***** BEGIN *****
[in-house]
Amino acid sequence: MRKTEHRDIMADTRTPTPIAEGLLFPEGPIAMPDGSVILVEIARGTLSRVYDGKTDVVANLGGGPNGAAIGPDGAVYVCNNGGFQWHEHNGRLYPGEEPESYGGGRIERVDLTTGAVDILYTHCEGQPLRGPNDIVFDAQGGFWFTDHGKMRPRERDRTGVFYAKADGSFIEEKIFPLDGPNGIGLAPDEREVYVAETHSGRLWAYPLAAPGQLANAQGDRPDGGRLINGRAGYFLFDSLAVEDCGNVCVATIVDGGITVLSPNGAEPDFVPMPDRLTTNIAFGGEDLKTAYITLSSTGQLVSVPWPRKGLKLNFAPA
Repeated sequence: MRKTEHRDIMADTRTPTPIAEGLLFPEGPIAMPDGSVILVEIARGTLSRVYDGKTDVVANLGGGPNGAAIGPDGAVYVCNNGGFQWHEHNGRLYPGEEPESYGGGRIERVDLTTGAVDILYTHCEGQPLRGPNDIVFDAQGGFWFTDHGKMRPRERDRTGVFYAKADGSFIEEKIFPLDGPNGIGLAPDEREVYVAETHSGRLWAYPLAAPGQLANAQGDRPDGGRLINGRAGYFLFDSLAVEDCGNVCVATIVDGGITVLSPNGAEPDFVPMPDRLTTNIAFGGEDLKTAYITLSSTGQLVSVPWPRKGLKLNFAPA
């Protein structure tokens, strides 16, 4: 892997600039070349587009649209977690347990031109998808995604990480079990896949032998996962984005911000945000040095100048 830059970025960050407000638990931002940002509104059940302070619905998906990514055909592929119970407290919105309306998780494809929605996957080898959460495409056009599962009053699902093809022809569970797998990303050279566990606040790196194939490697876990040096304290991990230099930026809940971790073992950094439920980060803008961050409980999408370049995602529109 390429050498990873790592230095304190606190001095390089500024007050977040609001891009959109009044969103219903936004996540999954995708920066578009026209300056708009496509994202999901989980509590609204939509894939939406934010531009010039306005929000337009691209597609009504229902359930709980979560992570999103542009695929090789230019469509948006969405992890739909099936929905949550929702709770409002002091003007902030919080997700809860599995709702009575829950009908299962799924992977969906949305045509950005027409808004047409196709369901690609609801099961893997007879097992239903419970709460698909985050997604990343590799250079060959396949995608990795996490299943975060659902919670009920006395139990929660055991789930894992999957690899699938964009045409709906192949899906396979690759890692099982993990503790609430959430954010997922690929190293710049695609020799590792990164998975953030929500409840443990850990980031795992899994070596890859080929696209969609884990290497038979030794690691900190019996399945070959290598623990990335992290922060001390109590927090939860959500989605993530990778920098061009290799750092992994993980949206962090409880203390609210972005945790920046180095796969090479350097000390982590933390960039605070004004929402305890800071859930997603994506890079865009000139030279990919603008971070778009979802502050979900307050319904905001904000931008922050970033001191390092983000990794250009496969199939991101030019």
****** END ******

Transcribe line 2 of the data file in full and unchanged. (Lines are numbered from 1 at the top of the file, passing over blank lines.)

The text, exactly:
Amino acid sequence: MRKTEHRDIMADTRTPTPIAEGLLFPEGPIAMPDGSVILVEIARGTLSRVYDGKTDVVANLGGGPNGAAIGPDGAVYVCNNGGFQWHEHNGRLYPGEEPESYGGGRIERVDLTTGAVDILYTHCEGQPLRGPNDIVFDAQGGFWFTDHGKMRPRERDRTGVFYAKADGSFIEEKIFPLDGPNGIGLAPDEREVYVAETHSGRLWAYPLAAPGQLANAQGDRPDGGRLINGRAGYFLFDSLAVEDCGNVCVATIVDGGITVLSPNGAEPDFVPMPDRLTTNIAFGGEDLKTAYITLSSTGQLVSVPWPRKGLKLNFAPA